by Andrew Paul MacDonald ¦ March 14, 2019
Today I just finished writing a new double concerto for marimba, tabla and orchestra for Catherine Meunier, Shawn Mativetsky and the Ottawa Symphony Orchestra. It’s the thirteenth concerto I’ve composed to date and likely the first anyone has made for such a combination. Although I’ve written a number of pieces for marimba, this was my first time with the tabla and I must say that the learning curve was steep—I spent the first few months just researching the instrument’s technique and repertoire. But in the end I was better for it.
I had done likewise before. In 1998 I wrote a concerto for harp and gamelan orchestra for Erica Goodman and the Evergreen Club called The Eleusinian Mysteries. Writing for the harp came easily to me, but the gamelan required much investigation. During the research process I discovered wonderful music both traditional and new which informed my work significantly. For example, the intervals in the gamelan pelog scale are spaced differently from those in our Western system and so I had to reconcile this discrepancy with the harp. At first we tried retuning some of the harp strings to match the pelog, but in the end left them in the Western system. The resulting differences in intonation created a shimmer between the harp and gamelan which we all enjoyed very much. The restrictions within the pelog scale also influenced my melodic choices, as did the rhythms and layered ostinati of traditional gamelan music, all of which was absorbed into my personal language. Although the gamelan is of Indonesian origin, I believe that it gave a ritualistic quality to the work which was underscored through the use of modes and rhythm patterns found in ancient Greek music. The harp soloist is like a mystic Hierophant, or high priestess, spinning an intricate web of sound as she reveals the musical spirit of these secret eternal mysteries. You can hear some of this in the second movement, “Along the Sacred Way”, where the ritualistic elements are emphasized through the use of ostinati and chanting.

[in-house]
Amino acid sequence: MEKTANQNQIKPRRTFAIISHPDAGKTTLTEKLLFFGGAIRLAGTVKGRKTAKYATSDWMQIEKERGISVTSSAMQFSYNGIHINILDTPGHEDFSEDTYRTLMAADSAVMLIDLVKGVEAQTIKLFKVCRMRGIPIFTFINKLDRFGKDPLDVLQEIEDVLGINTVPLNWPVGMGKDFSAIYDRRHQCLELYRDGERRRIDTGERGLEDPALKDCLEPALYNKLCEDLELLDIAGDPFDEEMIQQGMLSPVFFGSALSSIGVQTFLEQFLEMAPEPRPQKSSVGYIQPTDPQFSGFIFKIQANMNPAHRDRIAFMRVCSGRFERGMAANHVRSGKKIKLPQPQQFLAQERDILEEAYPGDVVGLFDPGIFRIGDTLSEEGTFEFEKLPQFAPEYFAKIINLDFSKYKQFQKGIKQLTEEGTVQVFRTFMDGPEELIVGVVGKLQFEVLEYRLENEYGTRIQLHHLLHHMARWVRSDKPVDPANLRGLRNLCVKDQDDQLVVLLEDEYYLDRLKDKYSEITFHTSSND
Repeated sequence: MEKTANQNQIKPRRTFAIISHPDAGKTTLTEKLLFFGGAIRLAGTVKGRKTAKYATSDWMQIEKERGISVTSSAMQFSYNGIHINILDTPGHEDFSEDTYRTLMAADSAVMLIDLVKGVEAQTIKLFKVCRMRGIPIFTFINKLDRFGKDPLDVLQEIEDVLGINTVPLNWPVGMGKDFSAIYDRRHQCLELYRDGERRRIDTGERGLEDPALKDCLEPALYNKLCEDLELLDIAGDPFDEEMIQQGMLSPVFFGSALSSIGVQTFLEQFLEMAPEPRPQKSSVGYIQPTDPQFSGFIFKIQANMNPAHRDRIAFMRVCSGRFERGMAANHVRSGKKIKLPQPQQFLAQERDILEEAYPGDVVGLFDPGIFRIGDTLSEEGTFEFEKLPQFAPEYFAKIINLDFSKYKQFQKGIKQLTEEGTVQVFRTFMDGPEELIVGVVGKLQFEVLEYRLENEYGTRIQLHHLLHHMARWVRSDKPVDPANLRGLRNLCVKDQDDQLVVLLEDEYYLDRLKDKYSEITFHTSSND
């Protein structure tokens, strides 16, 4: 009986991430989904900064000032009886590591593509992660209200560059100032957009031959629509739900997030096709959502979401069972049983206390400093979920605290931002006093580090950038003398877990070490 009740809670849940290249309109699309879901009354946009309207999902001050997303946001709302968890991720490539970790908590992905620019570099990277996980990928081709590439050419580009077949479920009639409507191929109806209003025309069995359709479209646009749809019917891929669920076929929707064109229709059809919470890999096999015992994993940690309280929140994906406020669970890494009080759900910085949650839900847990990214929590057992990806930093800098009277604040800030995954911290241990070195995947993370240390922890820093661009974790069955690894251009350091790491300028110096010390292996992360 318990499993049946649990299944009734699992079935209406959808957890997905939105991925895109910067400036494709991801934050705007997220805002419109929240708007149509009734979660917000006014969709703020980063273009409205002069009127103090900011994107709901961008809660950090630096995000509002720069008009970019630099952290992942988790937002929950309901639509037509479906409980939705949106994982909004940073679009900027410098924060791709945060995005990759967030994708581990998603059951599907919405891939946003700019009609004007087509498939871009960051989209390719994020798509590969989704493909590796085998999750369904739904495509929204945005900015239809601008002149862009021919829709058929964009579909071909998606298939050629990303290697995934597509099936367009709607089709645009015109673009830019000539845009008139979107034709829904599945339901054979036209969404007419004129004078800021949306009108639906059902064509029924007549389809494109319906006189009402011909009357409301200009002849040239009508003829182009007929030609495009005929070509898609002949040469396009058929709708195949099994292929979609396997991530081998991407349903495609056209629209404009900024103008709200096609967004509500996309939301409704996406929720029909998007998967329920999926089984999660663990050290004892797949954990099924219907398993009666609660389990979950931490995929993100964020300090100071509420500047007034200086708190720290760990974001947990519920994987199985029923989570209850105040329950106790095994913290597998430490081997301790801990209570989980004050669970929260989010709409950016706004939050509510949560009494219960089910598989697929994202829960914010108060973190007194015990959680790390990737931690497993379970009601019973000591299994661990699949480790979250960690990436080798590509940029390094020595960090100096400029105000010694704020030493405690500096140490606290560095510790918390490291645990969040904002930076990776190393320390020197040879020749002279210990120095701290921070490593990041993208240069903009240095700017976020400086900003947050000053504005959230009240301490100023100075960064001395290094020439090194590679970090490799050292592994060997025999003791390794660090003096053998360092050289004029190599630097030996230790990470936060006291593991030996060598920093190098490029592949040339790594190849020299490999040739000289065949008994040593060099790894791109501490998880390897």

In preparation for the writing of this new concerto, I familiarized myself with the tabla by studying the pedagogical lessons of Pandit Sharda Sahai, researching the history of the instrument, workshopping my material with Shawn and listening to countless recordings by such masters as Zakir Hussain:
The new sound of my piece is the result of the effect of these influences on my musical language. The melodic and harmonic materials were formed from my filtered perception of melody in the traditional repertoire and from the timbre of the tabla itself. For example, the tabla’s dahina drum is tuned to D in this piece, so this becomes a significant pitch as the work unfolds. The rhythmic soundscape is important, too. It was generated from the many kaidas, tukras and thekas patterns which form the foundation of the tabla literature.
Of course rhythm was also heavily influenced by marimba technique and this both clashes with and compliments that of the tabla. Repetition figures and right-left alternating patterns, idiomatic to mallet percussion, interact frequently with intricate tabla rhythms. As well, certain intervals favoured by four-stick marimba players became important factors in determining the overall harmonic content. Some of this can be gleaned from my marimba duet from 2003 which I had composed for Catherine and D’Arcy Gray:
I’m looking forward to working with Catherine and Shawn as we enter the next stage of the project—the rehearsals!